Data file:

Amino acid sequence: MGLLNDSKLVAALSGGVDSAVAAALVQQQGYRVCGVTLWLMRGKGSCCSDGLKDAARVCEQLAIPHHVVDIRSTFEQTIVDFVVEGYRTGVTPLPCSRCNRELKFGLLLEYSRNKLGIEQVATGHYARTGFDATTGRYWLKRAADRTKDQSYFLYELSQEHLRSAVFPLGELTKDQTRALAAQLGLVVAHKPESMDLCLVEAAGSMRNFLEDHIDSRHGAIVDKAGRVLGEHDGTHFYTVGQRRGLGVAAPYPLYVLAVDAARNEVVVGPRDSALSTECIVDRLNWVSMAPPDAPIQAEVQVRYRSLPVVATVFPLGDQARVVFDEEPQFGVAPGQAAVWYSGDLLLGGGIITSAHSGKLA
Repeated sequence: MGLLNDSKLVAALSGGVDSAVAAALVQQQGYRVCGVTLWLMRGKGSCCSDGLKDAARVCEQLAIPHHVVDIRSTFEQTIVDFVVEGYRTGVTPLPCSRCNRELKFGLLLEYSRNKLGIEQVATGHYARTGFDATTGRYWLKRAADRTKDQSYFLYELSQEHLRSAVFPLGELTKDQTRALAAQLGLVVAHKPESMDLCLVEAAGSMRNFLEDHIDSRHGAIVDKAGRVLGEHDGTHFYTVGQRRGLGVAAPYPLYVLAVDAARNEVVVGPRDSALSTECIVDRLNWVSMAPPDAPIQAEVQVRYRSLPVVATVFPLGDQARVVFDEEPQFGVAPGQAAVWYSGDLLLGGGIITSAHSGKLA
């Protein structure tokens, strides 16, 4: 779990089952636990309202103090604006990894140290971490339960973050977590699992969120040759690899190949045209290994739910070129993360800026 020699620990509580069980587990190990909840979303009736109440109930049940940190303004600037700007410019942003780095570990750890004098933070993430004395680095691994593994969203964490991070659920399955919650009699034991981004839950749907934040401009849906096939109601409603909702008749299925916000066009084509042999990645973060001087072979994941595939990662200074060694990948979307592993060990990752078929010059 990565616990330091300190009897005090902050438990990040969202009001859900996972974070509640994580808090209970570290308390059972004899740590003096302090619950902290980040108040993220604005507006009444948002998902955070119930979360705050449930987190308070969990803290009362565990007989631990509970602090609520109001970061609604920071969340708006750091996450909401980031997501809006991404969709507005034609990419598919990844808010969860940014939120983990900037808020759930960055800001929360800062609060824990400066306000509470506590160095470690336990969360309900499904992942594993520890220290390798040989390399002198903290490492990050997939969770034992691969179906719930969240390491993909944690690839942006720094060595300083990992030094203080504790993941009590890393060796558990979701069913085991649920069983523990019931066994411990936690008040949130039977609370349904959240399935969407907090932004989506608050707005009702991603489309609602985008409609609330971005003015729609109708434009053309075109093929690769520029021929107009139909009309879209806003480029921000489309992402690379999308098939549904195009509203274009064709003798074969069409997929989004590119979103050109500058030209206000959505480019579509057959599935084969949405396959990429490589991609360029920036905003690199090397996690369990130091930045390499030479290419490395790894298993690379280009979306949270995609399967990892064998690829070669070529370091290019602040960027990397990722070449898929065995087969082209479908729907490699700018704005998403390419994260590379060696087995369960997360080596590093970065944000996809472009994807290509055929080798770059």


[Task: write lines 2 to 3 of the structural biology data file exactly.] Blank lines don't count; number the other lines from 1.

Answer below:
Repeated sequence: MGLLNDSKLVAALSGGVDSAVAAALVQQQGYRVCGVTLWLMRGKGSCCSDGLKDAARVCEQLAIPHHVVDIRSTFEQTIVDFVVEGYRTGVTPLPCSRCNRELKFGLLLEYSRNKLGIEQVATGHYARTGFDATTGRYWLKRAADRTKDQSYFLYELSQEHLRSAVFPLGELTKDQTRALAAQLGLVVAHKPESMDLCLVEAAGSMRNFLEDHIDSRHGAIVDKAGRVLGEHDGTHFYTVGQRRGLGVAAPYPLYVLAVDAARNEVVVGPRDSALSTECIVDRLNWVSMAPPDAPIQAEVQVRYRSLPVVATVFPLGDQARVVFDEEPQFGVAPGQAAVWYSGDLLLGGGIITSAHSGKLA
């Protein structure tokens, strides 16, 4: 779990089952636990309202103090604006990894140290971490339960973050977590699992969120040759690899190949045209290994739910070129993360800026 020699620990509580069980587990190990909840979303009736109440109930049940940190303004600037700007410019942003780095570990750890004098933070993430004395680095691994593994969203964490991070659920399955919650009699034991981004839950749907934040401009849906096939109601409603909702008749299925916000066009084509042999990645973060001087072979994941595939990662200074060694990948979307592993060990990752078929010059 990565616990330091300190009897005090902050438990990040969202009001859900996972974070509640994580808090209970570290308390059972004899740590003096302090619950902290980040108040993220604005507006009444948002998902955070119930979360705050449930987190308070969990803290009362565990007989631990509970602090609520109001970061609604920071969340708006750091996450909401980031997501809006991404969709507005034609990419598919990844808010969860940014939120983990900037808020759930960055800001929360800062609060824990400066306000509470506590160095470690336990969360309900499904992942594993520890220290390798040989390399002198903290490492990050997939969770034992691969179906719930969240390491993909944690690839942006720094060595300083990992030094203080504790993941009590890393060796558990979701069913085991649920069983523990019931066994411990936690008040949130039977609370349904959240399935969407907090932004989506608050707005009702991603489309609602985008409609609330971005003015729609109708434009053309075109093929690769520029021929107009139909009309879209806003480029921000489309992402690379999308098939549904195009509203274009064709003798074969069409997929989004590119979103050109500058030209206000959505480019579509057959599935084969949405396959990429490589991609360029920036905003690199090397996690369990130091930045390499030479290419490395790894298993690379280009979306949270995609399967990892064998690829070669070529370091290019602040960027990397990722070449898929065995087969082209479908729907490699700018704005998403390419994260590379060696087995369960997360080596590093970065944000996809472009994807290509055929080798770059």